Updated date:

Vignettes of a Baby Boomer. Part 11. Meet The Beatles

Jeaninne is an award-winning fiction and essay writer who is the author of "Manuel's Murals."

vignettes-of-a-baby-boomer-part-11-meet-the-beatles

Hello Beatles, Good-bye Barbie

The album “Meet The Beatles” changed me from being a dutiful little girl into an exuberant pre-teen. I begged my mother for that ground-breaking record for my birthday, instead of my usual Barbie doll fashion accessories. I played that album until the grooves wore out. My father had remarried by then. And, as I described in Part 6 of this series, my father and his wife pretty much left my stepsister, Teri, and me free to live out our Beatle fantasy lives in her pink and white bedroom while they drank cocktails and smoked cigarettes in front of the family room television.

I was nine and Teri was six when we became Beatle wives. I loved John Lennon and Teri loved Paul McCartney. We put their magazine headshots on our pillows next to the white landscaping rocks we used for wedding rings. I was envious of all the Beatle merchandise Teri’s mother bought her, but I loved that little girl so much, it made me happy to think that she was getting the best of my father’s care. However, Teri was envious that Paul McCartney and I share the same birthday. By the way, Happy Belated June 18th Birthday, Sir Paul.

I was so crazy about The Beatles, I saved every bit of my lunch money and allowance to buy Beatle magazines, cheap trinkets, and the latest album. Even my mother loved the songs. When I helped her clean house on Saturday mornings, we would crank up the console stereo and sing “I Wanna Hold Your Hand” and “I Saw Her Standing There” in unison. Now, when we’re in the car and hear a Beatles tune, we still crank it up and sing loud and proud.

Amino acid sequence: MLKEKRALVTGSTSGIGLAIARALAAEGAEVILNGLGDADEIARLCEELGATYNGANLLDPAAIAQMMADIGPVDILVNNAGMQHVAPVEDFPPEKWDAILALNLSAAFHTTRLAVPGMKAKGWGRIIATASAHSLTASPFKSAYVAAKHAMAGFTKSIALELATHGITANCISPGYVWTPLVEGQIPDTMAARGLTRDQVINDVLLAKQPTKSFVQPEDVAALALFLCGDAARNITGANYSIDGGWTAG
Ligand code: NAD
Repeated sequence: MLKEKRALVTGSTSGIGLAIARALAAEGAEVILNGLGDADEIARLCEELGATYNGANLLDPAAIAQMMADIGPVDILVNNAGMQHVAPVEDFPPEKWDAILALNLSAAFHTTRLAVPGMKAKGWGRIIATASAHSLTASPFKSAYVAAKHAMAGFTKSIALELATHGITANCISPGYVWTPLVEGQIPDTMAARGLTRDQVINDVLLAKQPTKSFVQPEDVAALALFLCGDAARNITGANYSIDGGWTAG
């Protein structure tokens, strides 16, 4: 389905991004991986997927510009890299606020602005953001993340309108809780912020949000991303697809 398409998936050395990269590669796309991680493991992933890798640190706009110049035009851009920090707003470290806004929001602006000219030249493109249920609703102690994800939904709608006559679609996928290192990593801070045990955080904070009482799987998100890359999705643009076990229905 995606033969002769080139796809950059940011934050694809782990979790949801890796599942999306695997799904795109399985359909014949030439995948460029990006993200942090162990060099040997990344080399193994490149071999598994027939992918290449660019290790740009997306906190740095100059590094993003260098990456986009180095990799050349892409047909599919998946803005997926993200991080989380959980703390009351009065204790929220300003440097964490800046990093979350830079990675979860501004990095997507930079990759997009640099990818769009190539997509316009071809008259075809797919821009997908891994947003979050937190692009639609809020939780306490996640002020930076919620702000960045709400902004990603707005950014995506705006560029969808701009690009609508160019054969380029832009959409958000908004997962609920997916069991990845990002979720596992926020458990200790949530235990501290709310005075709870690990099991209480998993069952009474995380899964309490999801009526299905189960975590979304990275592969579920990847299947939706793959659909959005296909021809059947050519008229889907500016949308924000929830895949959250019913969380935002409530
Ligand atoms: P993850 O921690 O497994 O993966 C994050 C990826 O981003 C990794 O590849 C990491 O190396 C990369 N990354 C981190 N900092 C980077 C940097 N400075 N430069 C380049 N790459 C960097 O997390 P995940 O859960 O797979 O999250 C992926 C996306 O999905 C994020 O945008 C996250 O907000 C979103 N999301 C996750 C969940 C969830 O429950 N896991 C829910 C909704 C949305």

“A Hard Day’s Night” had come to the La Habra Theater in 1964. I put on my blue canvas Beatles tennis shoes sporting John, Paul, George and Ringo faces, and shoved my red plastic Beatles wallet into my blue jeans. I walked up to the box office, one mile from my house, for the film’s Saturday matinee debut. (Children walked alone to and from school in those days, the same distance from my house to the theater.) I arrived at the theater at 9a.m. The movie didn’t start until noon. So, I sat against the black tiled box office kiosk and patiently waited for my friend, Lisa, ecstatic to be the first in line. I wasn’t alone for long because other children quickly filled in behind me. Our excitement was infectious; and soon, we were swapping Beatle tales like veteran reporters.

I remember crying and screaming and swooning over the larger-than-life, black and white images of the Fab Four running from crazed fans all over London. It felt so liberating to pretend to be grown-up and in love among my Saturday matinee peers. I couldn’t wait to get back to school on Monday and tell my friends all about the movie!

After I saw The Beatles in concert at Dodger’s Stadium in 1966, it seemed that my teeny-bopper perspective on adulthood became much more complicated. With both parents remarried and six new sisters, I wasn’t prepared for a sudden set of conflicting emotions that had nothing to do with Beatlemania. However, that’s a story for my next chapter.